Foreign Sales Lift Coca-Cola During Recession

By Heide B. Malhotra
Heide B. Malhotra
Heide B. Malhotra
April 30, 2009 Updated: October 1, 2015
A Sri Lankan worker uses a fork-lift truck to move cases of bottles at a Coca-Cola bottling plant in Biyagama, some 25 km south of Colombo.  (Lakruwan Wanniarachchi/AFP/Getty Images)
A Sri Lankan worker uses a fork-lift truck to move cases of bottles at a Coca-Cola bottling plant in Biyagama, some 25 km south of Colombo. (Lakruwan Wanniarachchi/AFP/Getty Images)

Coca-Cola Co. recently announced good first quarter 2009 results. Despite the economic downturn, the company increased its sales by 2 percent in the United States and by 3 percent worldwide.

In India, Coca-Cola’s business grew by 31 percent between January and March 2009. In 2008, sales revenue increased by 7 percent in Brazil and 15 percent in Turkey.

“The various market cycles that impact our business often help balance each other,” the company said in its annual review. “For example, in 2008, a challenging market in North America was offset by strong results in Latin America and Eastern Europe.”

Given the world's economic quagmire, Coca-Cola’s stock prices also took a hit, but less so than that of companies in more volatile industries. Earnings per share were $0.58 during the first quarter of 2009, 3 percent less than during the same period in 2008, and reflecting, among others, exchange rate fluctuations and decreases in the value of assets.

Keeping a positive outlook, Muhtar Kent, president and CEO of Coca-Cola, said in a statement that "While the global economic environment remains challenging, we are well positioned for long-term growth. Our business was built for times like these."

“Our business has historically generated significant cash flow in all economic conditions, enabling us to invest in key brands and geographies, and consistently return value to our shareowners.”

Coca-Cola attributes satisfactory results to the acquisition of Denmark’s Kildevaeld and Kurvand mineral water producers in 2008, signing license agreements with soft drink beverage companies worldwide, and introducing new brands, including 700 new beverage products.

Future Holds Promise

According to Coca-Cola, the nonalcoholic drinks industry is trending up. The company predicts beverage sales to grow at 6 percent annually over the next 12 years. Global population is predicted to increase by 800 million by 2020 and the company hopes that a major portion will become buyers of its products.

Emerging markets hold the key to growth. Urbanization and an ever-growing middle class in countries such as India will increase the number of consumers buying nonalcoholic ready-to-drink beverages.

“What we’re seeing is the rapidly growing middle class,” Muhtar Kent said at a University of Pennsylvania forum. “Think about this: A billion new people worldwide will enter the middle class by the year 2020. These new middle class consumers will strive for the same things we want out of life—better quality food and better quality beverages.” A prepared speech was published on Coca-Cola’s Web site.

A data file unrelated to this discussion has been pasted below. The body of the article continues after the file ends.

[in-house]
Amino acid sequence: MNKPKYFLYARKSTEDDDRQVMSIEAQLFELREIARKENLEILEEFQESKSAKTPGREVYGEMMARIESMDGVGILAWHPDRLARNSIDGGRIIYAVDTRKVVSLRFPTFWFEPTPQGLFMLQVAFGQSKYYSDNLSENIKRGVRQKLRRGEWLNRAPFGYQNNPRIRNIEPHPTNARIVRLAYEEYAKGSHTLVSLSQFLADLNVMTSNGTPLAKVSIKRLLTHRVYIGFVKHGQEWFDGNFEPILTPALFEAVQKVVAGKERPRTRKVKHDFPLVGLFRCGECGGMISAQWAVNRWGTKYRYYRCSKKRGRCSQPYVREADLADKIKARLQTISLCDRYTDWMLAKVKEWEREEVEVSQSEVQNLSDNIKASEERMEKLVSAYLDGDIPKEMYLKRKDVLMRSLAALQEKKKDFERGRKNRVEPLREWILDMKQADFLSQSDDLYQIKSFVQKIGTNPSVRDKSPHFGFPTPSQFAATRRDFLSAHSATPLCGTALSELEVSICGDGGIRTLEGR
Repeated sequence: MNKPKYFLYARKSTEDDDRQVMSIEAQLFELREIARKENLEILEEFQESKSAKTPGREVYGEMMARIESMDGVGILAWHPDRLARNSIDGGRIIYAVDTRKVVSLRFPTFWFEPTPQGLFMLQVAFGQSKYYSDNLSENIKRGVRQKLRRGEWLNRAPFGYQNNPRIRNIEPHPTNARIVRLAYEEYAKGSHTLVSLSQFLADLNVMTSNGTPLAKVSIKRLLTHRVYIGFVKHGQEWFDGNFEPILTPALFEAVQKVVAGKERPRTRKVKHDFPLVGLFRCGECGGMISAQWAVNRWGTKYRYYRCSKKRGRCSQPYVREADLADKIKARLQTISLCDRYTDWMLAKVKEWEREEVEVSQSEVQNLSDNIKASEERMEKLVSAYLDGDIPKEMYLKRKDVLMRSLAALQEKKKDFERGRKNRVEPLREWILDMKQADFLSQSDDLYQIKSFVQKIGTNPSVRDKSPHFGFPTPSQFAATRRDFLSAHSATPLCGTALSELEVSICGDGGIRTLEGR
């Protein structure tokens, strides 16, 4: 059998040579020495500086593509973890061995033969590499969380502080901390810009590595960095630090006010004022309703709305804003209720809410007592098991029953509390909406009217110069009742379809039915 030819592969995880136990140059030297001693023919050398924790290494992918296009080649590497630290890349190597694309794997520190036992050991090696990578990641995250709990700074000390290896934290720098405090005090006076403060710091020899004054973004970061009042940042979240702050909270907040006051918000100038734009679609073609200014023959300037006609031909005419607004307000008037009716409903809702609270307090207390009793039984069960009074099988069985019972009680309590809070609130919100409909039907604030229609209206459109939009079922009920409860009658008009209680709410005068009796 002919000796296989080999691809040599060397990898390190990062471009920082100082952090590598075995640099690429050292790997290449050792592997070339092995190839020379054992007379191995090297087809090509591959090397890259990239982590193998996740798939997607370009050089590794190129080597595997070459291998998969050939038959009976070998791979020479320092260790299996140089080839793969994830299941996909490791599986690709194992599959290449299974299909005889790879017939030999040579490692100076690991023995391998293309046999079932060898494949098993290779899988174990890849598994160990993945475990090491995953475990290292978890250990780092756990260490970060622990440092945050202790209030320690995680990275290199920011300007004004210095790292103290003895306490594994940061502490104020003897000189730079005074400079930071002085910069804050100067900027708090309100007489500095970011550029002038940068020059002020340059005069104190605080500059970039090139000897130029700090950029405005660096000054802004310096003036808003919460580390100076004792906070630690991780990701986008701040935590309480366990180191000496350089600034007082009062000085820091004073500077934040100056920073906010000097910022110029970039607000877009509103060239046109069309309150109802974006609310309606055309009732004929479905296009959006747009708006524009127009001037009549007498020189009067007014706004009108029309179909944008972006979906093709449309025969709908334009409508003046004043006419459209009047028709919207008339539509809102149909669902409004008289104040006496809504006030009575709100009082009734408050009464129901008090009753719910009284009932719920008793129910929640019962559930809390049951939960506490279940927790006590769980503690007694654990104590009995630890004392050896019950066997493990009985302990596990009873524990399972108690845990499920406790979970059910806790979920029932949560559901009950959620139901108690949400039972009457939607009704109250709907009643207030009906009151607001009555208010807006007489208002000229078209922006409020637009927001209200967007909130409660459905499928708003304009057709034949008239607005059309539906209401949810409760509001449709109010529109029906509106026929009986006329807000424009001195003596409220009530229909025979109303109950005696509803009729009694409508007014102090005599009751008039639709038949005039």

By 2020, sales revenue in the nonalcoholic beverage industry should increase from $600 billion to $1 trillion, according to Coca-Cola’s “What Do We Know About Tomorrow?” report.

To meet future demand, innovation is the rallying cry of the company. At present, the company is focusing on developing non-sparkling beverages that combine exotic fruits with existing flavors.

With the world calling for energy efficiencies and environmental protection, the company has embarked on an aggressive environmental enhancement program.

Sourcing power from energy saving sources, reducing carbon dioxide (CO2) emissions, using energy efficient coolers, and replacing gas guzzlers with more fuel-efficient hybrid electric delivery trucks are just a few of the energy conservation efforts Coca-Cola has undertaken.

The Coke Vision

With products sold in almost every country in the world, Coca-Cola management strongly believes in the diversity of its workforce. The company’s management personnel is drawn from many countries including Australia, Colombia, France, Ireland, Lebanon, Liberia, Mexico, the United Kingdom, and the United States.

“This extraordinary diversity of ideas and cultures and beliefs is undeniably one of the most important competitive advantages we have as a business system … I work with senior women executives throughout our company to identify strategies to attract and develop more women into leadership positions,” Kent said in his speech.

Kent was appalled as women managers are almost nonexistent in the bottling and distribution companies Coca-Cola engages.

Coca-Cola is now seeking to address a lack of gender diversity, after Kent learned that there are only two female senior executives and just two women in charge of bottling companies around the world, none of them in the United States.

Trouble in China

China’s Ministry of Commerce recently denied a license to Atlantic Industries, a subsidiary of Coca-Cola, for the purchase of the Huiyuan Juice Group Limited, China’s largest privately owned juice producer. In addition, as a requirement for the purchase of Huiyuan, the Ministry had demanded that Coca-Cola give up the Huiyuan brand name, a main reason for Coca-Cola’s interest in the company.

The Ministry used China’s antitrust laws to turn down Coke’s request. According to media reports, Coca-Cola’s market share in China would have been just over 15 percent even with Huiyuan in the fold—not nearly enough to corner China’s juice market.

Heide B. Malhotra
Heide B. Malhotra